- Respectable Weird Publications: Forteans, cryptozoologists, psychic researchers, and skeptics -- but they approach their fields with level heads and scientific research. Includes a sub-section on "Wild News" -- publications that focus on compiling lists of strange news and factoids.
- Religion vs. Religion: Mostly religious groups who are mad at other religious groups, but includes a number of anti-cult resources.
- Weird Politics: Howling right-wingers, gibbering left-wingers, and lunatics who don't fit on the grid at all, along with watchdog groups and a short sub-chapter on "High-Tech Subversion" that includes an entry for 2600 Magazine -- at the time, only a newsletter.
- Groups You Love to Hate: White supremacists, Nazis, Catholic haters, LaRouchites, Chick comics, and a few megalomaniacal psychotics with dreams of world conquest and personalized genocide.
- "Funny" Clubs: Parody/satire organizations, like Ladies Against Women, the Up Uranus Society, the Church of Beaver Cleaver, the John Dillinger Died for You Society, and the Association to Save Madonna from Nuclear War.
- Weird Art: Everything from beautifully rendered art collages focused on the despair of late-'80s culture to jagged crap cartoons focused on the despair of late-'80s culture.
- Rantzines: If you want to read people who are goddamn mad as fuck and willing to go on about it for-fucking-ever, well, the rantzines are probably where you'd go.
- Comics: A variety of underground comix, some good, some bad, most forgotten. It's interesting which ones Stang enjoyed that have stood the test of time -- Harvey Pekar's "American Splendor," epic lowbrow painter Robert Williams, Bob Burden's "The Flaming Carrot," and bizarrely, Frank Miller's "Batman: The Dark Knight Returns."
- Great Badfilm and Sleaze: Publications about bad movies, psychotronic film, camp cinema, and the lowest of the lowbrow Hollywood trash. Includes Joe Bob Briggs!
- The Audiocassette Revolution: In a way, the most dated chapter of the book -- no one distributes music on cassettes anymore! But almost all of the bands listed in this chapter can be found online! Negativland, Zoogz Rift, Ken Nordine, G.G. Allin, and plenty more are profiled.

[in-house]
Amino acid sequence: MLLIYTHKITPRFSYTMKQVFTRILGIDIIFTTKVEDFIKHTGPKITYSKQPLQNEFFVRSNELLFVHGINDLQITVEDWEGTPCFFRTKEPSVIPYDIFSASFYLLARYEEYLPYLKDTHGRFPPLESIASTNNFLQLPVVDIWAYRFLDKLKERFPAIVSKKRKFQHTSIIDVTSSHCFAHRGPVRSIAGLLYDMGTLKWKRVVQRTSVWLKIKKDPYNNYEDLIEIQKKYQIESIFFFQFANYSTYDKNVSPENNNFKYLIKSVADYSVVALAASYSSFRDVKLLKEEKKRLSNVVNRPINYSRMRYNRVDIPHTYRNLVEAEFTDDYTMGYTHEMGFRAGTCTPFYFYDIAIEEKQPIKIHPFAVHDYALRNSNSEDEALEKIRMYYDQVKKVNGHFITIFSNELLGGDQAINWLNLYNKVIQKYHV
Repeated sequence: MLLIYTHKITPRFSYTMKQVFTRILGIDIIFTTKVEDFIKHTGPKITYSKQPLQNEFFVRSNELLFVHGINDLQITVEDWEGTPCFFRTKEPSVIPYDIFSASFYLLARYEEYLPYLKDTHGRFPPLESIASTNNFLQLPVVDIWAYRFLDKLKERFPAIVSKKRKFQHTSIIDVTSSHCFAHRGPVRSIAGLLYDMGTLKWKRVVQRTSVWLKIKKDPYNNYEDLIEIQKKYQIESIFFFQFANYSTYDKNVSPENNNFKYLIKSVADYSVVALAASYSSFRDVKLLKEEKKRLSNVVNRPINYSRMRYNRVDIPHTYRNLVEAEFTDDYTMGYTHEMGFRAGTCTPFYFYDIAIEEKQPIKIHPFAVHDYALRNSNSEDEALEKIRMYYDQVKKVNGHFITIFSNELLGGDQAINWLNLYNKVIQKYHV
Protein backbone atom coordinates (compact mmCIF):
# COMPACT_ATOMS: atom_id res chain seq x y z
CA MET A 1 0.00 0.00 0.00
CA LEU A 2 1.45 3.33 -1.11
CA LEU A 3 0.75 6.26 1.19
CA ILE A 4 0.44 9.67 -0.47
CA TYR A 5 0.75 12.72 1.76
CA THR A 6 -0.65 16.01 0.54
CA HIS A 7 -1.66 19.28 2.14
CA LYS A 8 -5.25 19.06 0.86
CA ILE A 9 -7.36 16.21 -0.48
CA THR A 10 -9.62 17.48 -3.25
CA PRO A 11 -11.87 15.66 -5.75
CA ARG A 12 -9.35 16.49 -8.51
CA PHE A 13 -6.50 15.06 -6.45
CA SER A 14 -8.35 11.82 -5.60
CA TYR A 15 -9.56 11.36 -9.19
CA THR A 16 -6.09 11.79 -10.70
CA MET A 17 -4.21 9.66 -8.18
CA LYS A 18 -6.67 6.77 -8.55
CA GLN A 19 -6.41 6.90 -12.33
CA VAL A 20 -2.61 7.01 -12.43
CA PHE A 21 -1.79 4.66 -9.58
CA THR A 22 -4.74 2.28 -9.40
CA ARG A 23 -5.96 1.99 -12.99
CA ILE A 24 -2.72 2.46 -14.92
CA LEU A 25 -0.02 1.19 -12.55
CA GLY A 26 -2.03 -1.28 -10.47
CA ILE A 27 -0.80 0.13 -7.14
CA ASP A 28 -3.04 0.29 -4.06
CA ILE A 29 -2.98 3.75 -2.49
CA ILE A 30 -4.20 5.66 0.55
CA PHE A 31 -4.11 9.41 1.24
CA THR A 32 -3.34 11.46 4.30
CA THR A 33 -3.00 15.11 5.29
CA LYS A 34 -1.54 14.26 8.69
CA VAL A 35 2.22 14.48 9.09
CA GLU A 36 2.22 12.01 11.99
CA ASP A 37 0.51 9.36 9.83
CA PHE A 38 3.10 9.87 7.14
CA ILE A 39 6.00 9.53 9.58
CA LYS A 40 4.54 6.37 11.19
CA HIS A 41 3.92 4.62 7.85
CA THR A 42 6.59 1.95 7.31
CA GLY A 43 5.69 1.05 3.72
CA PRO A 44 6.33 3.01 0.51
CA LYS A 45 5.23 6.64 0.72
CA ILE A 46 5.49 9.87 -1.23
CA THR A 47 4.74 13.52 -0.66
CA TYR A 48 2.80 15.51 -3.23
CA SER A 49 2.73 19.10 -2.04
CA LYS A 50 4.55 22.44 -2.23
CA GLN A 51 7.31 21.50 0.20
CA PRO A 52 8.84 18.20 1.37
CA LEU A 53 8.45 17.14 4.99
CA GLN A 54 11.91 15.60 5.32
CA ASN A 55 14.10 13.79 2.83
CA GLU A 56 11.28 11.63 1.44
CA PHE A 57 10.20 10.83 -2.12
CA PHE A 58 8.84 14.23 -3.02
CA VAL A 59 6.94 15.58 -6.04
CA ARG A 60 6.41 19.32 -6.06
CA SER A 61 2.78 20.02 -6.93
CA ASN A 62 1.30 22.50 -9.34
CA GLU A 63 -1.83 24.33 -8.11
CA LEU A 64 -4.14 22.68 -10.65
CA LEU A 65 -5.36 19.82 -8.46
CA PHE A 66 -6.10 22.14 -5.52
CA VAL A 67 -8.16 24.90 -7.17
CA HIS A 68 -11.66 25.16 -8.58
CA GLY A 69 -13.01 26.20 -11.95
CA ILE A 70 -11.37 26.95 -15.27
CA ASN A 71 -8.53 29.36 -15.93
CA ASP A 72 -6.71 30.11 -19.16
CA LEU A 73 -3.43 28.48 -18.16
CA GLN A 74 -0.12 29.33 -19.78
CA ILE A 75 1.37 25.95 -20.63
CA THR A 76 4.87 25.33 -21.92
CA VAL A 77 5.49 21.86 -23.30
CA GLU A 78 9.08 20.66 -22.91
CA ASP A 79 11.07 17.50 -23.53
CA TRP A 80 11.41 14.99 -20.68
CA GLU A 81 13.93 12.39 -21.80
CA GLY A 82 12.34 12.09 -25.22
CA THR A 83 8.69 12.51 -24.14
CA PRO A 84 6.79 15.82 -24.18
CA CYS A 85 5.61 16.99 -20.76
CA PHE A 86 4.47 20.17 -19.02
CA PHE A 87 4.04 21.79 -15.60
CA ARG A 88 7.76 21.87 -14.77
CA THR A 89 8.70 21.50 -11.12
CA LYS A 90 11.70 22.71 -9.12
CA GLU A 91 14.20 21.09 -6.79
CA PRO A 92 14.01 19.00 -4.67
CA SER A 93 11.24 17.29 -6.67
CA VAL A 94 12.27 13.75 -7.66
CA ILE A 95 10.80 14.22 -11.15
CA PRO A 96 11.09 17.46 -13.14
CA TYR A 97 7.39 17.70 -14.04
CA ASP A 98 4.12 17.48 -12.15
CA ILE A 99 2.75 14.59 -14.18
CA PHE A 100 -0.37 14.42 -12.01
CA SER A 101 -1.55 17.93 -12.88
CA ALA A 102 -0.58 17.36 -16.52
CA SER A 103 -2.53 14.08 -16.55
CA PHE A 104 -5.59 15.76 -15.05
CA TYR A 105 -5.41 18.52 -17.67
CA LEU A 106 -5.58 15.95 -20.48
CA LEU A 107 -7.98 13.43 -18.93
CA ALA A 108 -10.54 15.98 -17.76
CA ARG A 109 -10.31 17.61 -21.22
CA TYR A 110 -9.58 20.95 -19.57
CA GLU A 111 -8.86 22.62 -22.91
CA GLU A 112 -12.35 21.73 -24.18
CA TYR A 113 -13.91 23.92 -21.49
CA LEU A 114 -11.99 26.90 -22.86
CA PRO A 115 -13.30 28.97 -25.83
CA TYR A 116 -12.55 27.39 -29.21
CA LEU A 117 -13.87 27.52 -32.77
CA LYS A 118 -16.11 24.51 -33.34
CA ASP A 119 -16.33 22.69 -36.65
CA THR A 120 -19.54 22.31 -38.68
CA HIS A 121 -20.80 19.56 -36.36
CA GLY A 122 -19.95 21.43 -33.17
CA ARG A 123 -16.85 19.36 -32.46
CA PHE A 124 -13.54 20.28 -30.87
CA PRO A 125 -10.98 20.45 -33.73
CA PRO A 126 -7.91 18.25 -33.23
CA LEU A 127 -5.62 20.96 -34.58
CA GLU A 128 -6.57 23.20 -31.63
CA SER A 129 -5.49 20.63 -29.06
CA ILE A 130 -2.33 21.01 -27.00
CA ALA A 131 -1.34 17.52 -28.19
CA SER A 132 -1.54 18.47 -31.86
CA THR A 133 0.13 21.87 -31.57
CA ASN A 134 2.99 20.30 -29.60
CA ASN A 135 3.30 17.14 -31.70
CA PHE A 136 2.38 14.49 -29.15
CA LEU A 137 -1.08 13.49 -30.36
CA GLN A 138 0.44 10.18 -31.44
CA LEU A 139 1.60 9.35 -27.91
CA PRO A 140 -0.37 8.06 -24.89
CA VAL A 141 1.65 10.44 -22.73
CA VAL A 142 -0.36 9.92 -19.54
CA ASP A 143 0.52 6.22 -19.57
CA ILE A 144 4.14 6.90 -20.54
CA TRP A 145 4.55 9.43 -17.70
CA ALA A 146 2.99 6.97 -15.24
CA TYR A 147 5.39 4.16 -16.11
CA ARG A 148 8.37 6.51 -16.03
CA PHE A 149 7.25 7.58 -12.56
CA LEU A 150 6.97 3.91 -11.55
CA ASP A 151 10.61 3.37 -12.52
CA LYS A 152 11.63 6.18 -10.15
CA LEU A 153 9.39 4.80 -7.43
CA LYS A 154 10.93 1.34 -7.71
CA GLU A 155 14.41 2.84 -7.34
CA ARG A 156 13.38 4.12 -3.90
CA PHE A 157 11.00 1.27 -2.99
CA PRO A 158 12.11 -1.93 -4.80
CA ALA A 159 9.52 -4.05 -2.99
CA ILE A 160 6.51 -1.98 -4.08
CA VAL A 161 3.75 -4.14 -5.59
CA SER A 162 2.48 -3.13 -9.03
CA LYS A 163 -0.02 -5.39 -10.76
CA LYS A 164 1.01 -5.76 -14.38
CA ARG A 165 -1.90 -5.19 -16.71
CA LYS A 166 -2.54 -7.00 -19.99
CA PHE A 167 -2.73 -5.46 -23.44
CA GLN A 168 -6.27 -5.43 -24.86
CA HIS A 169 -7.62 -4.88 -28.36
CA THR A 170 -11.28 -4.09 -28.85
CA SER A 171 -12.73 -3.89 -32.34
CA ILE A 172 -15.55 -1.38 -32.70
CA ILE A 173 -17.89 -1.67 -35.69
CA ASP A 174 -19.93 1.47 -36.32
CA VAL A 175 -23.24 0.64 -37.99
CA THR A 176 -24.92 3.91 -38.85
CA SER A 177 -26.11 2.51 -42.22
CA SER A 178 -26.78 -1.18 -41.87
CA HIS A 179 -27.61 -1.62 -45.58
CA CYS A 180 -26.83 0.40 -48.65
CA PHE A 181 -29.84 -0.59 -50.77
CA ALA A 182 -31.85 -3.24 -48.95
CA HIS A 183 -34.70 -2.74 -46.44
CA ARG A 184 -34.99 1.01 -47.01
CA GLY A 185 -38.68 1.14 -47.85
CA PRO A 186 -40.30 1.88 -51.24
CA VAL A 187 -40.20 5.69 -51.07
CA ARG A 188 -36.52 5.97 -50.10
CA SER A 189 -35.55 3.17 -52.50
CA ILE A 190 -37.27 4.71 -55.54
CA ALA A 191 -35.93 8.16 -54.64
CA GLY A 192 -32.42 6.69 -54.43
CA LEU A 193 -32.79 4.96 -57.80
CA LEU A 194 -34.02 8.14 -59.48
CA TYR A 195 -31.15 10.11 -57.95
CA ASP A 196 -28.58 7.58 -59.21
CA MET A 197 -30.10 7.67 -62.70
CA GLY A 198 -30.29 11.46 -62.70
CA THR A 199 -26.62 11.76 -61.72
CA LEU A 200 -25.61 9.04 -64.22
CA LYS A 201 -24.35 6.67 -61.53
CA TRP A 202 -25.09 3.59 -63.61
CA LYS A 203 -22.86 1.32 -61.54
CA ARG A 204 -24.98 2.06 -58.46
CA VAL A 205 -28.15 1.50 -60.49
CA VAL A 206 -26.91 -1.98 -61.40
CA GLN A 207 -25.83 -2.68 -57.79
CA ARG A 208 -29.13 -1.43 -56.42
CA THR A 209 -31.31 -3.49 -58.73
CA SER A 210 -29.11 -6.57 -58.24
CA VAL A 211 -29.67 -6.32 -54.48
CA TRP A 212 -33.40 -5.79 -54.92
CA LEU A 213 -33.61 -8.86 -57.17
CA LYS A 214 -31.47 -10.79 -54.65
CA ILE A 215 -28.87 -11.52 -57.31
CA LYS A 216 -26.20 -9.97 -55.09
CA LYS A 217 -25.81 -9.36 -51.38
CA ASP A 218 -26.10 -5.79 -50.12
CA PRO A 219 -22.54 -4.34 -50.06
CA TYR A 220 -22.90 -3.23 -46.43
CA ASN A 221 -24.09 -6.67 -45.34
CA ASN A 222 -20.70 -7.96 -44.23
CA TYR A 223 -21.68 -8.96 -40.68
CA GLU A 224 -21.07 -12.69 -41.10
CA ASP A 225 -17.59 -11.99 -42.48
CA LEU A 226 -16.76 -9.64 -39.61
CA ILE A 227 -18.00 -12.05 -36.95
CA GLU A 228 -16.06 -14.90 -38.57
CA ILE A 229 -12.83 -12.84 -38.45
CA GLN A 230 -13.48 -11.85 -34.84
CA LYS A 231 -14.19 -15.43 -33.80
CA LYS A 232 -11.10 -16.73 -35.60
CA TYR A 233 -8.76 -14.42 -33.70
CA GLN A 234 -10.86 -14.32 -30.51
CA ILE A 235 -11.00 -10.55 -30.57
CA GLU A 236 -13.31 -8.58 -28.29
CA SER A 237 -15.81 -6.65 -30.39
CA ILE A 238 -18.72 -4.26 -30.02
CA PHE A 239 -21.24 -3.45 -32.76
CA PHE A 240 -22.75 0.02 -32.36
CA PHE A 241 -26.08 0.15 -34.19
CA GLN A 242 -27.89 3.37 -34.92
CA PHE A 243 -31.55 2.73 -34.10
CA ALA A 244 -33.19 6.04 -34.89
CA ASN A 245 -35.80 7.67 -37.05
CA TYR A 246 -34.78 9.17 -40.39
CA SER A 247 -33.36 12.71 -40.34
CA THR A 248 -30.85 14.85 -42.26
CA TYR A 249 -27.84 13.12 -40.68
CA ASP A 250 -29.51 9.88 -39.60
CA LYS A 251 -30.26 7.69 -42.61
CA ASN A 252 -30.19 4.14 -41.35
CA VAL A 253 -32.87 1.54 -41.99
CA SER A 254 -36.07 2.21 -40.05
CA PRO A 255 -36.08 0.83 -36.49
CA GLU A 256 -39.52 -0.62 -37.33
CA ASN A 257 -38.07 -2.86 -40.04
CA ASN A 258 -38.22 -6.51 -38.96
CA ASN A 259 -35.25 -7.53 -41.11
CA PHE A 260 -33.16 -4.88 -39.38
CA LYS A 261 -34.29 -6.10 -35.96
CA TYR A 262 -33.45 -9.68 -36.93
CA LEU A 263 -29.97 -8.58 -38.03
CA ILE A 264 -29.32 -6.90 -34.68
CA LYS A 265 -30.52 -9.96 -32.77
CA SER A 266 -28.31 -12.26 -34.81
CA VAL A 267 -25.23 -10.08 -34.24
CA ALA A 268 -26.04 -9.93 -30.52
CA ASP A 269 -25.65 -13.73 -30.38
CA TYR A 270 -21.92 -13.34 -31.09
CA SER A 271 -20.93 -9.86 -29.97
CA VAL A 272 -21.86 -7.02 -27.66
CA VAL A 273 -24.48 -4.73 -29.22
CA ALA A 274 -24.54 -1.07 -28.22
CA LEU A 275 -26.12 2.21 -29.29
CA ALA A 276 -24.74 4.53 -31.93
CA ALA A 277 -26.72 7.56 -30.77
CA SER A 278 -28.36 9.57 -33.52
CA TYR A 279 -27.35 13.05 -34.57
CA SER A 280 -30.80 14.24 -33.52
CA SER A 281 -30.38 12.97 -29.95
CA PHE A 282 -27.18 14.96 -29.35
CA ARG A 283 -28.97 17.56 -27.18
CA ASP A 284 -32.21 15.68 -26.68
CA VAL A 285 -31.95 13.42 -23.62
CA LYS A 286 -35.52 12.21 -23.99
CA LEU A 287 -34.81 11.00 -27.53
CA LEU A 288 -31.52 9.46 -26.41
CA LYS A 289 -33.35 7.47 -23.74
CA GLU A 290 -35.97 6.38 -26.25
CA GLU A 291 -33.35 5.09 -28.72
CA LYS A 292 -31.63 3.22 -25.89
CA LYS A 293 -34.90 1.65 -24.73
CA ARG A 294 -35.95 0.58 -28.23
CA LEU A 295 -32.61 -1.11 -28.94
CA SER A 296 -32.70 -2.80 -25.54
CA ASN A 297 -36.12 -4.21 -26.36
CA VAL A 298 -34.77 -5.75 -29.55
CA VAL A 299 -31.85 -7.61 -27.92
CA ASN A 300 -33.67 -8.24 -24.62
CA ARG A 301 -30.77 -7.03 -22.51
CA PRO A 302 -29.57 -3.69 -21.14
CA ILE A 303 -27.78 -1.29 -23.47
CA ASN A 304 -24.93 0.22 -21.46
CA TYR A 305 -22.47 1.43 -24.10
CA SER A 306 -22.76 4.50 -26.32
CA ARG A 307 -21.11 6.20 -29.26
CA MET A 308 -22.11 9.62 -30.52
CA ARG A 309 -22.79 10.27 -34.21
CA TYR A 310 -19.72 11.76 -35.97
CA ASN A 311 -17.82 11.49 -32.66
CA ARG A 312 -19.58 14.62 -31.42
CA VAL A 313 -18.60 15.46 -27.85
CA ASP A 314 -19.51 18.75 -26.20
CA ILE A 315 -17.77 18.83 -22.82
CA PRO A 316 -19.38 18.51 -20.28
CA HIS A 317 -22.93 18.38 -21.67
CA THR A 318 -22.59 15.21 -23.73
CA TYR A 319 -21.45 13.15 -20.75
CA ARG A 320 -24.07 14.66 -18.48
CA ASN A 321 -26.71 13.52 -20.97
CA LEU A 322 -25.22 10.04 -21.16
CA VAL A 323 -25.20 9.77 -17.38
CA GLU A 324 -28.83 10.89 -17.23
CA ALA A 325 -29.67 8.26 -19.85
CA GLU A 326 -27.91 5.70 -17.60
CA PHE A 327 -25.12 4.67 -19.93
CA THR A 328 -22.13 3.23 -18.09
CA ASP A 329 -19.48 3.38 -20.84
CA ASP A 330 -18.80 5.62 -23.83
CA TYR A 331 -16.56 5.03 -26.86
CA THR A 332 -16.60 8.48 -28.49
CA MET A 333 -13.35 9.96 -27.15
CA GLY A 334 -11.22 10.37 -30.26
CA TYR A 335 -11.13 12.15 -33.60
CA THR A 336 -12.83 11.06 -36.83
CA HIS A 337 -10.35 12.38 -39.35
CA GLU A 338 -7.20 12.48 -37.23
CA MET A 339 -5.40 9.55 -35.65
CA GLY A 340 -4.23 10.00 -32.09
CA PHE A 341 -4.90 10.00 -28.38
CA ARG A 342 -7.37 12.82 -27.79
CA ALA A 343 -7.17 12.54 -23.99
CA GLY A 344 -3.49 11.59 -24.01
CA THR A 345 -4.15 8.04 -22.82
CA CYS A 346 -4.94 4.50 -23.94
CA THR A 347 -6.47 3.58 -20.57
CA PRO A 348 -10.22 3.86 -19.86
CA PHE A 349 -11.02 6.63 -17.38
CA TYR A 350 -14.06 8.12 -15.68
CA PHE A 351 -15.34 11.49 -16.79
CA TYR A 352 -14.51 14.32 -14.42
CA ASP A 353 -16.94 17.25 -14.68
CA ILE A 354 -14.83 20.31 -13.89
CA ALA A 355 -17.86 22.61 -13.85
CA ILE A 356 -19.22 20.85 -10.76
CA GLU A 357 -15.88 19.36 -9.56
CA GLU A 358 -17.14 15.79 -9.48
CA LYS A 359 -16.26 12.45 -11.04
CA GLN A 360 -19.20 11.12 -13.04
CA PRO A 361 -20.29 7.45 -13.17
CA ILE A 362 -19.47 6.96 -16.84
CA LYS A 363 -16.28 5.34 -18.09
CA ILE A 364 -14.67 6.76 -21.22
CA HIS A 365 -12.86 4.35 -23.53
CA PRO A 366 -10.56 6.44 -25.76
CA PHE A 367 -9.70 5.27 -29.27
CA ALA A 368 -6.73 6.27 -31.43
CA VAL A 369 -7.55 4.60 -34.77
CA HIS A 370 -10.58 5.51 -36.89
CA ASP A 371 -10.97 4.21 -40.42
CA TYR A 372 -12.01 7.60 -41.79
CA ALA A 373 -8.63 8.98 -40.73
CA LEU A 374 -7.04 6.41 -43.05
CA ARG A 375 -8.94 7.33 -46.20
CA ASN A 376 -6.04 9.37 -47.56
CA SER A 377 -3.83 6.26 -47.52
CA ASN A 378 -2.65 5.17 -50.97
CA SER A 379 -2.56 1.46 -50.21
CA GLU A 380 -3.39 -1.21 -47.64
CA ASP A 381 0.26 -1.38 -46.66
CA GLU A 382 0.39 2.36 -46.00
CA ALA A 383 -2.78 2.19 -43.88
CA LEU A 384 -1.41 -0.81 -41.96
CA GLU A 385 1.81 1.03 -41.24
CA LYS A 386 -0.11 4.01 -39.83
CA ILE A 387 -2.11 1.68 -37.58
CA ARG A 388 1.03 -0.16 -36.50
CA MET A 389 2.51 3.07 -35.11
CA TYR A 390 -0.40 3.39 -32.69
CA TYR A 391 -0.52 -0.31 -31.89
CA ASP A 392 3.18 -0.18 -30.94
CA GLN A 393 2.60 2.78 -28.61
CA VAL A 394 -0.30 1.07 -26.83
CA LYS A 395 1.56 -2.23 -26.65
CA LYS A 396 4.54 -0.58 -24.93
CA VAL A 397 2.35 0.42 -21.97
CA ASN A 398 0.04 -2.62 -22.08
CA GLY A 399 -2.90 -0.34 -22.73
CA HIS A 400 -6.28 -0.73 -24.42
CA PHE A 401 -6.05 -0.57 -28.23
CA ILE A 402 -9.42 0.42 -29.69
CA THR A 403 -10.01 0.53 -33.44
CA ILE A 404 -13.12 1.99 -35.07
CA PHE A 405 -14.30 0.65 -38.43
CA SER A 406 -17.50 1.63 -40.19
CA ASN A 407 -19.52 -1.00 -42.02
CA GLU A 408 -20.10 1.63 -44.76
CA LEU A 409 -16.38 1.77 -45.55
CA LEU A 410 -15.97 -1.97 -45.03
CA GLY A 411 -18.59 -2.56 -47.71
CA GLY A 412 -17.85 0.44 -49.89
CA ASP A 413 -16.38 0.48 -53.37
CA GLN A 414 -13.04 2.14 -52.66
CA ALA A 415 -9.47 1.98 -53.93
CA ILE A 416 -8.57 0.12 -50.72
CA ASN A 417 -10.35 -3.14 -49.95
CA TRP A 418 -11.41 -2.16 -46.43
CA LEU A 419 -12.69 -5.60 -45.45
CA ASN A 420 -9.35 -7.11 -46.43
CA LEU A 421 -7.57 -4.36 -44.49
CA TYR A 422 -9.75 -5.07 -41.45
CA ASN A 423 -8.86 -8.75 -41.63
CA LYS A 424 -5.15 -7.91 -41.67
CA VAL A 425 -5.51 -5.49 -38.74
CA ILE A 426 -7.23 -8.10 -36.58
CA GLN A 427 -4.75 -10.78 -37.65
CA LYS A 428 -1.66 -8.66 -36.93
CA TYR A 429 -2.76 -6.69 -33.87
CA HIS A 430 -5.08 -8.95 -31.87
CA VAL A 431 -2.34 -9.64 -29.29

- Rudeness and the War Between the Sexes: Weird porn, sex toy catalogs, a scholarly journal devoted to swearing, X-rated party records, and a lonely and likely frustrated crusader opposed to all sex.
- Great Catalogs: Starting with the late, lamented Loompanics catalog of outlaw books, this chapter covers catalogs for New Age, UFO, and occult books, paper ephemera, gore makeup, educational biology supplies, inflatable Godzillas, monster stickers, academic T-shirts, rubber stamps, clerical garb, monster model kits, and so very much more.
- The Great Kook-Finders: It's a collection of sources to find even more High Weirdness. Factsheet Five, Whole Earth Review, Murder Can Be Fun, The Stark Fist of Removal, and others.
There's a lot of mockery, seesawing from insulting putdowns to more oddly affectionate putdowns. Stang has built his career as the founder of a parody religion, so he's got long-standing interest and fondness for people with weird and extreme beliefs, particularly the ones that don't really harm anyone. If you're a hate group, he has no patience for you. But among the rest, it's not unexpected to find some of the craziest organizations described with respect, admiration, and compassion, even with the heavy mockery.
The biggest weakness of the book is how dated it is. It's over 30 years old. Very few of the publications and organizations profiled exist anymore. A few years ago, Stang posted a list of online links to a number of the groups from the book -- but even these are already out-of-date. And it's also dated because it's a downright antiquated way to go looking for weirdness. Stamps are more expensive than ever -- and you can find a billion gibbering lunatics on Twitter for free!
I love the book because it's funny, it gives me a nice twinge of nostalgia
, and because, like Stang, I'm fascinated by people who have significantly strange beliefs. But I also wonder if I should be looking at this book as a dark preview of our modern world, where unhinged conspiracy theorists and madmen control the government and the media...